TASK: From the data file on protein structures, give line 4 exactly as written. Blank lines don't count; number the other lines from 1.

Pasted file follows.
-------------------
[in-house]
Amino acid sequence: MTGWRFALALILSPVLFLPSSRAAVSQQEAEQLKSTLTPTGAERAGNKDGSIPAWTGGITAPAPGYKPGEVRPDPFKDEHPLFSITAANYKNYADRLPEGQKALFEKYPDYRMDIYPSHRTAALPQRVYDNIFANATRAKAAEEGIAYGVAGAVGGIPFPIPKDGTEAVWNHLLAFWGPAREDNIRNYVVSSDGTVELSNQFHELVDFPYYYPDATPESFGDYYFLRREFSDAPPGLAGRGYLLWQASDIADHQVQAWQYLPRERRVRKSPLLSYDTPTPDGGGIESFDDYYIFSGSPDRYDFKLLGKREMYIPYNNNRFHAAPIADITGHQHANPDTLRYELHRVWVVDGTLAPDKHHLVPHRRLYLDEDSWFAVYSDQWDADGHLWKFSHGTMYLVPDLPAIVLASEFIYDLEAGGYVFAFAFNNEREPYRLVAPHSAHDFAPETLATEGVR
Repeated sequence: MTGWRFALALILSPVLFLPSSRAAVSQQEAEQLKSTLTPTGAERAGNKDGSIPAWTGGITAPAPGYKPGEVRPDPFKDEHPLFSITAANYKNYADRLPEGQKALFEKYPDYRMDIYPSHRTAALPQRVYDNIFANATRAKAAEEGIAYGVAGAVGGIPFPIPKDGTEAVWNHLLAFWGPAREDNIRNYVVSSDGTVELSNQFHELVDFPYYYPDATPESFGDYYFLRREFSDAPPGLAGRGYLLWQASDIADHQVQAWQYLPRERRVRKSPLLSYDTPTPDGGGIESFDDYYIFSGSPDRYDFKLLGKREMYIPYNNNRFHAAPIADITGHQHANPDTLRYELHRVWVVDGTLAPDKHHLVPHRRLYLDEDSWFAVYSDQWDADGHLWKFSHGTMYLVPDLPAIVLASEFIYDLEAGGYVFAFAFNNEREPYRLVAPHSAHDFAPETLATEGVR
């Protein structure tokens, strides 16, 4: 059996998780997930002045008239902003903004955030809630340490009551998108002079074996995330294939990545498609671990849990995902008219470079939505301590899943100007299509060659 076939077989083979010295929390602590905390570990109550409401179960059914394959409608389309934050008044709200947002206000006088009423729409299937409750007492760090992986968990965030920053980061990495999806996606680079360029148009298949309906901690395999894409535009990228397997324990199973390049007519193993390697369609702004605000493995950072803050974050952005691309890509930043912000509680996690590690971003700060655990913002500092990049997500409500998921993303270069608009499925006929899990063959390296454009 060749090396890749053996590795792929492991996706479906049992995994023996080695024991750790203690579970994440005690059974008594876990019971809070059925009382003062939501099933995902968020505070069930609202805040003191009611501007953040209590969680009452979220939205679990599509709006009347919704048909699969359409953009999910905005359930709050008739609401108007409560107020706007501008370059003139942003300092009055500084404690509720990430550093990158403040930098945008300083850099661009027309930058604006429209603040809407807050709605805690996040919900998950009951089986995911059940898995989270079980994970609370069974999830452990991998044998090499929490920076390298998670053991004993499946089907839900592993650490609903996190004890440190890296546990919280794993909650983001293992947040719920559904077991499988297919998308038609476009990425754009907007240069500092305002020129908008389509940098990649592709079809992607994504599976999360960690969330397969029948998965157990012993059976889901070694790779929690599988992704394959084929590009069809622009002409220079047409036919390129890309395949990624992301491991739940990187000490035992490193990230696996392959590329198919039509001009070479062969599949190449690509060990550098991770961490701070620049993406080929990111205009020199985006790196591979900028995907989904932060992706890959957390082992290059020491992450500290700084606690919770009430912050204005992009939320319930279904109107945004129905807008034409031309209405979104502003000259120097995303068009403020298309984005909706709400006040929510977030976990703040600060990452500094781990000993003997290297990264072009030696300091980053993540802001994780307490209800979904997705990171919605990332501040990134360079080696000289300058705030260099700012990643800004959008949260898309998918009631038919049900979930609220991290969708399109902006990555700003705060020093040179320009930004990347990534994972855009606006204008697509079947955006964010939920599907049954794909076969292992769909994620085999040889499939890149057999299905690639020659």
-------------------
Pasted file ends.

């Protein structure tokens, strides 16, 4: 059996998780997930002045008239902003903004955030809630340490009551998108002079074996995330294939990545498609671990849990995902008219470079939505301590899943100007299509060659 076939077989083979010295929390602590905390570990109550409401179960059914394959409608389309934050008044709200947002206000006088009423729409299937409750007492760090992986968990965030920053980061990495999806996606680079360029148009298949309906901690395999894409535009990228397997324990199973390049007519193993390697369609702004605000493995950072803050974050952005691309890509930043912000509680996690590690971003700060655990913002500092990049997500409500998921993303270069608009499925006929899990063959390296454009 060749090396890749053996590795792929492991996706479906049992995994023996080695024991750790203690579970994440005690059974008594876990019971809070059925009382003062939501099933995902968020505070069930609202805040003191009611501007953040209590969680009452979220939205679990599509709006009347919704048909699969359409953009999910905005359930709050008739609401108007409560107020706007501008370059003139942003300092009055500084404690509720990430550093990158403040930098945008300083850099661009027309930058604006429209603040809407807050709605805690996040919900998950009951089986995911059940898995989270079980994970609370069974999830452990991998044998090499929490920076390298998670053991004993499946089907839900592993650490609903996190004890440190890296546990919280794993909650983001293992947040719920559904077991499988297919998308038609476009990425754009907007240069500092305002020129908008389509940098990649592709079809992607994504599976999360960690969330397969029948998965157990012993059976889901070694790779929690599988992704394959084929590009069809622009002409220079047409036919390129890309395949990624992301491991739940990187000490035992490193990230696996392959590329198919039509001009070479062969599949190449690509060990550098991770961490701070620049993406080929990111205009020199985006790196591979900028995907989904932060992706890959957390082992290059020491992450500290700084606690919770009430912050204005992009939320319930279904109107945004129905807008034409031309209405979104502003000259120097995303068009403020298309984005909706709400006040929510977030976990703040600060990452500094781990000993003997290297990264072009030696300091980053993540802001994780307490209800979904997705990171919605990332501040990134360079080696000289300058705030260099700012990643800004959008949260898309998918009631038919049900979930609220991290969708399109902006990555700003705060020093040179320009930004990347990534994972855009606006204008697509079947955006964010939920599907049954794909076969292992769909994620085999040889499939890149057999299905690639020659």